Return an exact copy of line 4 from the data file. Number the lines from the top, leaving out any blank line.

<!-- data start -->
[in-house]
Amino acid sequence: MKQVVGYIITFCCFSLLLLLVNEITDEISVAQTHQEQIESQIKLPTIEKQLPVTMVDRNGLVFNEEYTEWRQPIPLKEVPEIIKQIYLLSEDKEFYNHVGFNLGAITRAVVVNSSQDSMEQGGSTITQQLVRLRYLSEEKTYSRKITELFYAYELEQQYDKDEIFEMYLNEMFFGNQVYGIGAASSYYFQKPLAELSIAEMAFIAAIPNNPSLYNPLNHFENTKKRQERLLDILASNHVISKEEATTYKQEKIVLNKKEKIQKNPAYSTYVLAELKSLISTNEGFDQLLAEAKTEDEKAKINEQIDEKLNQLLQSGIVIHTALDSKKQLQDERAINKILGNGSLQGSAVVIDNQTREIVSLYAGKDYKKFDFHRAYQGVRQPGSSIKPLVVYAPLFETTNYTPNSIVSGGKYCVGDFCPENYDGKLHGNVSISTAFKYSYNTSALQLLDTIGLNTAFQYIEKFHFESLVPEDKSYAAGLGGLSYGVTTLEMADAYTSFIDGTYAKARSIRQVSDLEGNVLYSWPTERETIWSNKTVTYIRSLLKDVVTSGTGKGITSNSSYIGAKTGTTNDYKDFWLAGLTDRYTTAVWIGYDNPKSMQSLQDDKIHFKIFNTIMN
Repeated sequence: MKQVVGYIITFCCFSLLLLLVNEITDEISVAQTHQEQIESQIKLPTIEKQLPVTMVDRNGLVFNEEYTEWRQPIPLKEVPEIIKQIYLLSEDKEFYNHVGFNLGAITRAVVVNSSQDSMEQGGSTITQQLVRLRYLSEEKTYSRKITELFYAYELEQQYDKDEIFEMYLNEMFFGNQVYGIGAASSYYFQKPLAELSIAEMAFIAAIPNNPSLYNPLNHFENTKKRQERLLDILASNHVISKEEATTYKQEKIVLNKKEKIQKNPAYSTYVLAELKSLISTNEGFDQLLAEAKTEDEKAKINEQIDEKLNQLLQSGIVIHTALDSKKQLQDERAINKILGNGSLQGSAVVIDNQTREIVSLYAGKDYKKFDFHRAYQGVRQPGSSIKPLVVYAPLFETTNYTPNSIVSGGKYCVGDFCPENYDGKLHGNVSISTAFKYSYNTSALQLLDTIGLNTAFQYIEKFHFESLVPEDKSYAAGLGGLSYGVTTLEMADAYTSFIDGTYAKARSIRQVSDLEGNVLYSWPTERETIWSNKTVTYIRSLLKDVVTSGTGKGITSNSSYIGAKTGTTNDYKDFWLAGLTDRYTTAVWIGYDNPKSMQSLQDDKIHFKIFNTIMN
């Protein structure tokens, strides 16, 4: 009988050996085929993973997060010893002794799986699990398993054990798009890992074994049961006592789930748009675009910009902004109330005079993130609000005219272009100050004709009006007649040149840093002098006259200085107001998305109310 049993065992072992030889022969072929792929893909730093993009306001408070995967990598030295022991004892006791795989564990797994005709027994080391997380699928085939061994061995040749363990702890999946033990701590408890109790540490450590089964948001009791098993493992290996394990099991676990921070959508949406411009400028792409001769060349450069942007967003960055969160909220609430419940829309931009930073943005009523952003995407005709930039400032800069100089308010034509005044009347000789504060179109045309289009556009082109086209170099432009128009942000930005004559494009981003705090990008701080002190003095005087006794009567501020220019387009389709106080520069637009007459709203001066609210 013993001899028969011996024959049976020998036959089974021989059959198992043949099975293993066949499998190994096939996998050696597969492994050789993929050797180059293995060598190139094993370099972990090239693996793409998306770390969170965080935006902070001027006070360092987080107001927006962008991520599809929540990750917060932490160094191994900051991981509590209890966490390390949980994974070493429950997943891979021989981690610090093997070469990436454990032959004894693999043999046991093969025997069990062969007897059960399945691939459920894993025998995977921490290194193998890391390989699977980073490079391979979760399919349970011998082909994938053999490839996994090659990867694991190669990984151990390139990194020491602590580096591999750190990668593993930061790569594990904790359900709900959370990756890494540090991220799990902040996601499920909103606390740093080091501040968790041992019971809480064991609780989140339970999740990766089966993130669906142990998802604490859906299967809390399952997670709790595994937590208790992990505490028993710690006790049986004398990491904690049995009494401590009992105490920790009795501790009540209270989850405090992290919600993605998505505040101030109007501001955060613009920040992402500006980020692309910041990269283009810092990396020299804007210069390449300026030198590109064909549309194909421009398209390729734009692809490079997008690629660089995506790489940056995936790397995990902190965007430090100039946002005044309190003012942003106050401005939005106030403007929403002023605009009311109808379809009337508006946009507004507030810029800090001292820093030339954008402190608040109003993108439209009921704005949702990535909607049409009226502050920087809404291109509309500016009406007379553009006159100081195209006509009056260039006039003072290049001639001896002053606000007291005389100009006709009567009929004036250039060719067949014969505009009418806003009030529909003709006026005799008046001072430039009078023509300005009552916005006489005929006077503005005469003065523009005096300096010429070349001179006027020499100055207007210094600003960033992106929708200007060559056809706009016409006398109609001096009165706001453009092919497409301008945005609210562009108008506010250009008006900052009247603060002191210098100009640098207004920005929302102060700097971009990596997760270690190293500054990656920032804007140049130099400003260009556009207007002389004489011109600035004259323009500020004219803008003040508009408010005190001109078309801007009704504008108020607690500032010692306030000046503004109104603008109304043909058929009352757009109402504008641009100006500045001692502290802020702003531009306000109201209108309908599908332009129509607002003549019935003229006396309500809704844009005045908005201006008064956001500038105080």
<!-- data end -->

């Protein structure tokens, strides 16, 4: 009988050996085929993973997060010893002794799986699990398993054990798009890992074994049961006592789930748009675009910009902004109330005079993130609000005219272009100050004709009006007649040149840093002098006259200085107001998305109310 049993065992072992030889022969072929792929893909730093993009306001408070995967990598030295022991004892006791795989564990797994005709027994080391997380699928085939061994061995040749363990702890999946033990701590408890109790540490450590089964948001009791098993493992290996394990099991676990921070959508949406411009400028792409001769060349450069942007967003960055969160909220609430419940829309931009930073943005009523952003995407005709930039400032800069100089308010034509005044009347000789504060179109045309289009556009082109086209170099432009128009942000930005004559494009981003705090990008701080002190003095005087006794009567501020220019387009389709106080520069637009007459709203001066609210 013993001899028969011996024959049976020998036959089974021989059959198992043949099975293993066949499998190994096939996998050696597969492994050789993929050797180059293995060598190139094993370099972990090239693996793409998306770390969170965080935006902070001027006070360092987080107001927006962008991520599809929540990750917060932490160094191994900051991981509590209890966490390390949980994974070493429950997943891979021989981690610090093997070469990436454990032959004894693999043999046991093969025997069990062969007897059960399945691939459920894993025998995977921490290194193998890391390989699977980073490079391979979760399919349970011998082909994938053999490839996994090659990867694991190669990984151990390139990194020491602590580096591999750190990668593993930061790569594990904790359900709900959370990756890494540090991220799990902040996601499920909103606390740093080091501040968790041992019971809480064991609780989140339970999740990766089966993130669906142990998802604490859906299967809390399952997670709790595994937590208790992990505490028993710690006790049986004398990491904690049995009494401590009992105490920790009795501790009540209270989850405090992290919600993605998505505040101030109007501001955060613009920040992402500006980020692309910041990269283009810092990396020299804007210069390449300026030198590109064909549309194909421009398209390729734009692809490079997008690629660089995506790489940056995936790397995990902190965007430090100039946002005044309190003012942003106050401005939005106030403007929403002023605009009311109808379809009337508006946009507004507030810029800090001292820093030339954008402190608040109003993108439209009921704005949702990535909607049409009226502050920087809404291109509309500016009406007379553009006159100081195209006509009056260039006039003072290049001639001896002053606000007291005389100009006709009567009929004036250039060719067949014969505009009418806003009030529909003709006026005799008046001072430039009078023509300005009552916005006489005929006077503005005469003065523009005096300096010429070349001179006027020499100055207007210094600003960033992106929708200007060559056809706009016409006398109609001096009165706001453009092919497409301008945005609210562009108008506010250009008006900052009247603060002191210098100009640098207004920005929302102060700097971009990596997760270690190293500054990656920032804007140049130099400003260009556009207007002389004489011109600035004259323009500020004219803008003040508009408010005190001109078309801007009704504008108020607690500032010692306030000046503004109104603008109304043909058929009352757009109402504008641009100006500045001692502290802020702003531009306000109201209108309908599908332009129509607002003549019935003229006396309500809704844009005045908005201006008064956001500038105080």